I guess we can say that summer is effectively over, so I am effectively back at the keyboard.  With children opening books at their kitchen tables for homework, slinging on backpacks and boarding buses in cities and towns all over America, the collective sighs of relieved mothers can be heard in every workplace I enter. Despite the cloying heat we’re experiencing now in my part of the country, I can almost get a whiff of the scents of autumn in the air.

Autumn is one of my two favorite seasons, especially September and October when a typical school year begins with fresh starts, new folders, pencils with unused erasers, books without markings in them, and bright futures planned.  A crispness develops in the air tinged with a fragrance that is not present at any other time of the year; it seems to create the bluest of skies.  By the middle to end of October, the brisk nights require a jacket if there is a bonfire or hayride planned.

Around the first of November I begin to cocoon, mentally and spiritually hunkering down, preparing for the cold, dark months of winter to arrive.  Mentally because, being a natural introvert, I can easily choose to isolate, remain inside with my dog, wearing  several layers of clothing, drinking warm drinks, reading books, waiting for spring to arrive.  After too many weeks of this behavior, history has repeatedly revealed that the result is a slide into depression.  I can rename it or reframe it, as some in my profession like to call it, but the truth is, without a reasonable amount of physical activity, social interaction, and sunshine a great many of us will land on the same barren mental desert island.  Interestingly, and thankfully, the Bible provides several examples of depression…(David, Jeremiah, Elijah), probably so the effervescent extroverts wouldn’t be tempted to shame the rest of us.  😉

When I focus on the spiritual aspect of my cocooning, I find that being still, being alone, and being quiet can prove to yield an intimacy with God which occurs no other way.  Why is that?  Why can’t I draw near to Him if I am involved in the busyness of a life of service?  Henri Nouwen said, Solitude allows us to be alone with God.  There we experience that we belong not to people, not even to those who love us and care for us, but to God and God alone.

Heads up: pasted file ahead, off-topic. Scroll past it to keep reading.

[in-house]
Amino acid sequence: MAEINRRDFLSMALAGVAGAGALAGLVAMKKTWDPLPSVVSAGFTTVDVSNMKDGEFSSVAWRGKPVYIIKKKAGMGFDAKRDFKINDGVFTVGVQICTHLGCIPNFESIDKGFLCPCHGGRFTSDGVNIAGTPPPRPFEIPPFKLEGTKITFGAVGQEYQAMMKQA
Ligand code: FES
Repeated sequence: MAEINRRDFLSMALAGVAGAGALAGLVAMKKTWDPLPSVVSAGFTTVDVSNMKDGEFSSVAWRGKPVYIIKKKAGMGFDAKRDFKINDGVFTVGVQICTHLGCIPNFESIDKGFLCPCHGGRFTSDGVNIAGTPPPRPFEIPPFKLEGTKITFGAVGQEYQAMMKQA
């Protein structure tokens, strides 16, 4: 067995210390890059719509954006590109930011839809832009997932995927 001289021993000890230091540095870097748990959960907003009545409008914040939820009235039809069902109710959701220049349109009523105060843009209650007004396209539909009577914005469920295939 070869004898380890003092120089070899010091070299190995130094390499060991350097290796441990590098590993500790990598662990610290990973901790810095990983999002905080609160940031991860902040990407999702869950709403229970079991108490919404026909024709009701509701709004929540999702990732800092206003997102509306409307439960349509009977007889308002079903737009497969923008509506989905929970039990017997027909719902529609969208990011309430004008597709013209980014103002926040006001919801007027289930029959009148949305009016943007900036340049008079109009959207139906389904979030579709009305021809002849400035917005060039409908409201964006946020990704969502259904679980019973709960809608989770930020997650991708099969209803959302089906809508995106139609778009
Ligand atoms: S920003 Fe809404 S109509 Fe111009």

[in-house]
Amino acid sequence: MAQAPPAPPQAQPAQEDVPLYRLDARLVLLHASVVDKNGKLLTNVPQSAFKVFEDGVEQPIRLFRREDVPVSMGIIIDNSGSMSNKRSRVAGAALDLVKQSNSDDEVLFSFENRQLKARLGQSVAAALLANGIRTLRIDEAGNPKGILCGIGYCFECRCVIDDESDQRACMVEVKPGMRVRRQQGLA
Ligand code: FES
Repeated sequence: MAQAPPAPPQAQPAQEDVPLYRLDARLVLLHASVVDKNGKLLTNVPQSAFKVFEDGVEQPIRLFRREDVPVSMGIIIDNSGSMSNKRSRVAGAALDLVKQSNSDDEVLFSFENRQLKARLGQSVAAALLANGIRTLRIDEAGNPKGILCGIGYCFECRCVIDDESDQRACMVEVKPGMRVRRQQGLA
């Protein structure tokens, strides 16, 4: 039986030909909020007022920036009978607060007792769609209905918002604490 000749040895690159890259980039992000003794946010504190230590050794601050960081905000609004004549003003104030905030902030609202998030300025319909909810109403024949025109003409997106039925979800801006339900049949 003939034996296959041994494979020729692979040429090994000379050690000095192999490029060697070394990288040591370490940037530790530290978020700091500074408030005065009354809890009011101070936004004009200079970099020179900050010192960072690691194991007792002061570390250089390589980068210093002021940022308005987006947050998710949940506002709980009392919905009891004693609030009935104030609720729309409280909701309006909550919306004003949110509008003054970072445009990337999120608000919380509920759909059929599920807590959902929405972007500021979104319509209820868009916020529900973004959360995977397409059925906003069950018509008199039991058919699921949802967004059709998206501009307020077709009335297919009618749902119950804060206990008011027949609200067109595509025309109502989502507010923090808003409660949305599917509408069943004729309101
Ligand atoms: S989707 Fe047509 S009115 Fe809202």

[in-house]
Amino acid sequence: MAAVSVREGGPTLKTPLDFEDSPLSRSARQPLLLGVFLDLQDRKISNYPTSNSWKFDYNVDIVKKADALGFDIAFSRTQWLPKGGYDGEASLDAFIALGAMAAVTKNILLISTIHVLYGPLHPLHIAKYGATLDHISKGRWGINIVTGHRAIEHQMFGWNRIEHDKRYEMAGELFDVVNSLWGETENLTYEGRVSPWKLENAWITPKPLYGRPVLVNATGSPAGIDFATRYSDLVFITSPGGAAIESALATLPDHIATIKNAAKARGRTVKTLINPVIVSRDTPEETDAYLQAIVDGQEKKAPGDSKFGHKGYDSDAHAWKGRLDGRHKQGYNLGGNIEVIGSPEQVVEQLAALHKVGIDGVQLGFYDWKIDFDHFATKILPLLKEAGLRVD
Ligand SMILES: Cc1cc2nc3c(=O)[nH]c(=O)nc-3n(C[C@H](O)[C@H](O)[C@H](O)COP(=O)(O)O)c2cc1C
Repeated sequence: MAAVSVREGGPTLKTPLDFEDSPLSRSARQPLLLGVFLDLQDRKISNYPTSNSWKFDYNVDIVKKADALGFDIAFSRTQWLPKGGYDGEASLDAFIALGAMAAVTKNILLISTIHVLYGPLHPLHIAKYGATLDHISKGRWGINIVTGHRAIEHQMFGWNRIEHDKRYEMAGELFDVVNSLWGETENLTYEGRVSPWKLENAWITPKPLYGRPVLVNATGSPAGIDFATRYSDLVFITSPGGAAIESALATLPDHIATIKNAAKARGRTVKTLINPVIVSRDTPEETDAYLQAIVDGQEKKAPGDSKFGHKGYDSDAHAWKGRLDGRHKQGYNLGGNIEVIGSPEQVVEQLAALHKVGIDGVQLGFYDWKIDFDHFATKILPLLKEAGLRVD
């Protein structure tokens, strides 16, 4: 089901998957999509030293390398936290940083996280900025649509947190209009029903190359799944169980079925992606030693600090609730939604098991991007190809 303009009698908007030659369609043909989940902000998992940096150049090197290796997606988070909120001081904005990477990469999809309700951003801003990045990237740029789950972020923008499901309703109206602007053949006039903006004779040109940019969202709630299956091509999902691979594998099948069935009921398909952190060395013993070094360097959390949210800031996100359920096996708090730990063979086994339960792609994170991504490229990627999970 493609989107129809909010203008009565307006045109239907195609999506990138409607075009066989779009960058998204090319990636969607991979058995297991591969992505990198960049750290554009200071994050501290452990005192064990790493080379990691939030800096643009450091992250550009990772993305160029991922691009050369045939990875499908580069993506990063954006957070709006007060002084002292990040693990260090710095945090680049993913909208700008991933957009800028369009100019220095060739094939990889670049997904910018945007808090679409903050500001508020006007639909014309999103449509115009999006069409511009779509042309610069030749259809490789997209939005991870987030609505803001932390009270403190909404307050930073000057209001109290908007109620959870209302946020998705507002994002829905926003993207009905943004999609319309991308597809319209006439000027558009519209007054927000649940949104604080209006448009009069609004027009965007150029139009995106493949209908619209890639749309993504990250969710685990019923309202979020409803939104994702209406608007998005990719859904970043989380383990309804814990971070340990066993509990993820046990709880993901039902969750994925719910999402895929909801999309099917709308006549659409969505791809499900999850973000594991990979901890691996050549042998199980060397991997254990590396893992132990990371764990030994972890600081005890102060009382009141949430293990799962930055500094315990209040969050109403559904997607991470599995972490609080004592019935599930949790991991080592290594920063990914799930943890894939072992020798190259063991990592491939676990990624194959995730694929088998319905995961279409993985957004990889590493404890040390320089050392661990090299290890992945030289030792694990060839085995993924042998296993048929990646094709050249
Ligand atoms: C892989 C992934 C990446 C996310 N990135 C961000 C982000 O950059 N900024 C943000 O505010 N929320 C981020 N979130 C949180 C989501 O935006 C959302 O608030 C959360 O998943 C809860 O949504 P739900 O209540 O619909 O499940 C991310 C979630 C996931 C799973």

Our world is a world of busyness, which too often involves self-importance.  You’ve overheard conversations around you in the office, the coffee shop, the gym, or at the Bible study about how exhausted, overcommitted, and busy everyone professes to be.  No one wants to be seen or known as someone who isn’t “busy” because we’ve come to believe that it implies a lack of usefulness or importance.  Our culture has grown dependent on people and their responses to us – after all, they’re immediate with texts, Twitter and Facebook!  Social media seems to have become the modern ‘search for significance.’

However, solitude involves being away from the stimulation of people and social media.  Twentieth century philosopher and theologian Paul Tillich once said, Language…has created the word “loneliness” to express the pain of being alone.  And it has created the word “solitude” to express the glory of being alone.

Solitude brings me into God’s presence sans my attachments, be it my phone, computer, family, or friends.  There I learn to shed the anxiety of being alone without my props, being alone with the One who gives me ultimate significance because He created me and loves me more than I can fathom.  I can relax in the growing awareness that my Father has intimate knowledge of all my inner workings and yet continues to lavish His love upon me.  His love will purify me and draw me closer to His side, much as a mother cuddles her child closer under her arm to establish warmth and a sense of safety.

Please don’t hear me suggesting that people and community are not important. The New Testament speaks clearly of the deep value of the Body.  Solitude and time with others requires balance and discernment for each of us.  Truthfully, however, I doubt that most will ever need to be challenged to spend more time with our phones, family, and friends.  😊

I'm interested in what you think!